This paper looks at Jean Giraudoux's play La Guerre de Troie n'aura pas lieu and examines the treatment of the theme of war in the play together with what it reveals about the playwright's humanism. The play marks a stage in Giraudoux's decline into pessimism in terms of the human condition and throughout the pendulum swings between war and peace, a dark outcome and an uplifting finale. The play is ambiguous in many ways and this is seen through the full range of human vice in some characters (Demokos, Oiax) and the humanitarian impulses of Hector. Giraudoux exposes warmongering, how lies always prevail through propaganda in the run-up to conflict and the role of cynicism in human affairs. On the other hand, we see Hector strive for peace and Andromaque, albeit unsuccessfully, tries to prevail upon others to avoid war. She represents compassion, the maternal instinct, the softness to offset the dehuamanization apparent in others. Giraudoux also explores the issue of free will and determinism in La Guerre de Troie n'aura pas lieu and one wonders if Hector's peace-making efforts flounder on the stumbling-block of destiny. Man is positioned in the play between nobility and degradation and, ultimately, his tragedy seems to come not from some external force but from his own inner limitations.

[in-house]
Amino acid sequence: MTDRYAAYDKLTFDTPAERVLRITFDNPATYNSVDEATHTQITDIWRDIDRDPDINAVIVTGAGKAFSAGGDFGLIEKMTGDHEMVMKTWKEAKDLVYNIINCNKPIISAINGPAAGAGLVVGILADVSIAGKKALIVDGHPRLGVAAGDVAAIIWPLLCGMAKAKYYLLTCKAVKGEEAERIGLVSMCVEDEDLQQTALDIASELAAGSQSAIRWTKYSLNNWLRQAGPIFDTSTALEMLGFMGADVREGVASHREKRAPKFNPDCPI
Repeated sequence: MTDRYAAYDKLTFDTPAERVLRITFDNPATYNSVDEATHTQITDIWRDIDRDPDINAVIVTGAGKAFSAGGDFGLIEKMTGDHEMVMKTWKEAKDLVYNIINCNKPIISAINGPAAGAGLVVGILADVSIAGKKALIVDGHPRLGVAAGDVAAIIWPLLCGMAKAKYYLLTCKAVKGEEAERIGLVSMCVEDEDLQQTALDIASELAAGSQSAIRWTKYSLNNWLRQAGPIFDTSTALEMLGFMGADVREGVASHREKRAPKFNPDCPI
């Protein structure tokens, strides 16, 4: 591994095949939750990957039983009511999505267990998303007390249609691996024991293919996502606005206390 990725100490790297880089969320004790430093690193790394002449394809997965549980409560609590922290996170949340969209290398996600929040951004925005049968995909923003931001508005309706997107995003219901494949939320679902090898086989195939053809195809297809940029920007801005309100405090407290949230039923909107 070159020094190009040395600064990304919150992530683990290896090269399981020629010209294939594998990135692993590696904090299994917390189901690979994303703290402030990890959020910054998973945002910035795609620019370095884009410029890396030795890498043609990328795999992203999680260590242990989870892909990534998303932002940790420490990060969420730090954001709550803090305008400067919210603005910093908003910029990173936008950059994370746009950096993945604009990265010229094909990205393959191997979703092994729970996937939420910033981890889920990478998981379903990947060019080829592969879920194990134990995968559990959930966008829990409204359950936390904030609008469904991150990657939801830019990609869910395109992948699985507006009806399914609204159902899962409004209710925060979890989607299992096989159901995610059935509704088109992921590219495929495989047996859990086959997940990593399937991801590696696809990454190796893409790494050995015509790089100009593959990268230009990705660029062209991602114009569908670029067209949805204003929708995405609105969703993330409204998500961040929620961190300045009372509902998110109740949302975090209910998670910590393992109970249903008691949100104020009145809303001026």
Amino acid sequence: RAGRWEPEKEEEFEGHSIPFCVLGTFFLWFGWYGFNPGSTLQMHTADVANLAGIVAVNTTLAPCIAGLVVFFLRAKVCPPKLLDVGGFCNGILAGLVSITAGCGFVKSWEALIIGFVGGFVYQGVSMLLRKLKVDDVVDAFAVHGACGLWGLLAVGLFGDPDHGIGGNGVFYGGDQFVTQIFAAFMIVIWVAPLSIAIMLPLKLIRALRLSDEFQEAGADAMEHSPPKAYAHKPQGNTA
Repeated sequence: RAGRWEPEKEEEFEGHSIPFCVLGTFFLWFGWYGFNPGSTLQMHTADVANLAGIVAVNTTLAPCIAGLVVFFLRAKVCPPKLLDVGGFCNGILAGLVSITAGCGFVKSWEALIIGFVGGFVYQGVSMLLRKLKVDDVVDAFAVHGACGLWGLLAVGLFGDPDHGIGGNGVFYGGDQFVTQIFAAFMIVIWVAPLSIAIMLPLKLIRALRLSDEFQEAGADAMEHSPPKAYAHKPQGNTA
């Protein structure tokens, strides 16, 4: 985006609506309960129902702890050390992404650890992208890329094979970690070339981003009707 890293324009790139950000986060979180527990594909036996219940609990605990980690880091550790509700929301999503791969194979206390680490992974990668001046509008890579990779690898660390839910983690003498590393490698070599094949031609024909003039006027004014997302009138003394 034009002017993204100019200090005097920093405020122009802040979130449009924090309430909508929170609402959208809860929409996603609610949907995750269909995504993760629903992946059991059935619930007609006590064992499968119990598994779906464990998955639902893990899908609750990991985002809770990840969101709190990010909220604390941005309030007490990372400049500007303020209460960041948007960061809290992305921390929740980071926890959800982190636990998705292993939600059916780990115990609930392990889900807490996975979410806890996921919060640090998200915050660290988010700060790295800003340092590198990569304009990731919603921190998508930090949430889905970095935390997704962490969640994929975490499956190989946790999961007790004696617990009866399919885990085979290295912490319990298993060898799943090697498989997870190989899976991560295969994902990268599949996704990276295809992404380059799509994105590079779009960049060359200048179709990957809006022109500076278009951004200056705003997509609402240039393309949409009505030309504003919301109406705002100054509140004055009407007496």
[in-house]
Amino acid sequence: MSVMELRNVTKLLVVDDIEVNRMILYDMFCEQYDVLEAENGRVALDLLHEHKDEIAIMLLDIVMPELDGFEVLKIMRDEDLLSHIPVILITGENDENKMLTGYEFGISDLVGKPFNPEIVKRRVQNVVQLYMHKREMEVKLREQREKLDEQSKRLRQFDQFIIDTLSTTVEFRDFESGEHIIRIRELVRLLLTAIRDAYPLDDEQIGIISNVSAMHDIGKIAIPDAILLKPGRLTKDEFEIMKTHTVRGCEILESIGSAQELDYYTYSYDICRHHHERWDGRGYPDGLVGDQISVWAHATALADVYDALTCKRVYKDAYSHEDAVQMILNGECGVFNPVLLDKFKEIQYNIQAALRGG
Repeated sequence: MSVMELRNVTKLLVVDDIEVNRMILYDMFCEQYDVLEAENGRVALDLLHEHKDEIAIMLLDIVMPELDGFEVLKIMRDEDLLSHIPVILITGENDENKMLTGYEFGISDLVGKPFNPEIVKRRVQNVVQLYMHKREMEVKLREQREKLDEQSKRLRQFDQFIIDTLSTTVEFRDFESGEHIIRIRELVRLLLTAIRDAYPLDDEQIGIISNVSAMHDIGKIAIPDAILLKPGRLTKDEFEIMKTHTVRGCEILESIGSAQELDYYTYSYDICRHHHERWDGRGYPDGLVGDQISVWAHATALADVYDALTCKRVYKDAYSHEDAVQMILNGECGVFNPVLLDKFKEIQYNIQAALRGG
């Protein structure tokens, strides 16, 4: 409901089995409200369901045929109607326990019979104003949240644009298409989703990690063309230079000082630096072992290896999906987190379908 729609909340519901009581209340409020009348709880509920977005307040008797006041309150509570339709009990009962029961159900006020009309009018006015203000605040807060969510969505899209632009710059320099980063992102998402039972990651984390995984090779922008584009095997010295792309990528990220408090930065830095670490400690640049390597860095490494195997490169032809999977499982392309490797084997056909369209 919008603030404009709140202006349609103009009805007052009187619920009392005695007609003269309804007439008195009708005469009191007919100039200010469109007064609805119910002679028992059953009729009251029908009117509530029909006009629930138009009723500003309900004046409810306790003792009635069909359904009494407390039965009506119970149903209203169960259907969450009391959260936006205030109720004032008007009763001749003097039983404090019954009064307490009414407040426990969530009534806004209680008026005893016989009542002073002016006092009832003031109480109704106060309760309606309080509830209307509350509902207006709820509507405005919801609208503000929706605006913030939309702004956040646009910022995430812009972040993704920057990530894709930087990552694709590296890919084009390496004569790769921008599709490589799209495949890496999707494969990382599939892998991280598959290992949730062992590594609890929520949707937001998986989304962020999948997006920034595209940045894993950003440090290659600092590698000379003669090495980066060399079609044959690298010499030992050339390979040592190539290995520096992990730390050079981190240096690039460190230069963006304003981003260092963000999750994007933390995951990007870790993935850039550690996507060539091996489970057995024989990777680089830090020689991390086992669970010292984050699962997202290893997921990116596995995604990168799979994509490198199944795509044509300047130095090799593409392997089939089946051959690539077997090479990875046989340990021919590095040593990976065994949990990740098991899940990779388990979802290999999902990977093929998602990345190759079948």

|Title of host publication||HUMANITAS: STUDIES IN FRENCH LITERATURE PRESENTED TO HENRI GODIN|
|Editors||Leslie Davis, John H Gillespie, Robert McBride|
|Place of Publication||Coleraine, Noethern Ireland|
|ISBN (Print)||0 901229 48 2|
|Publication status||Published - 1984|
- free will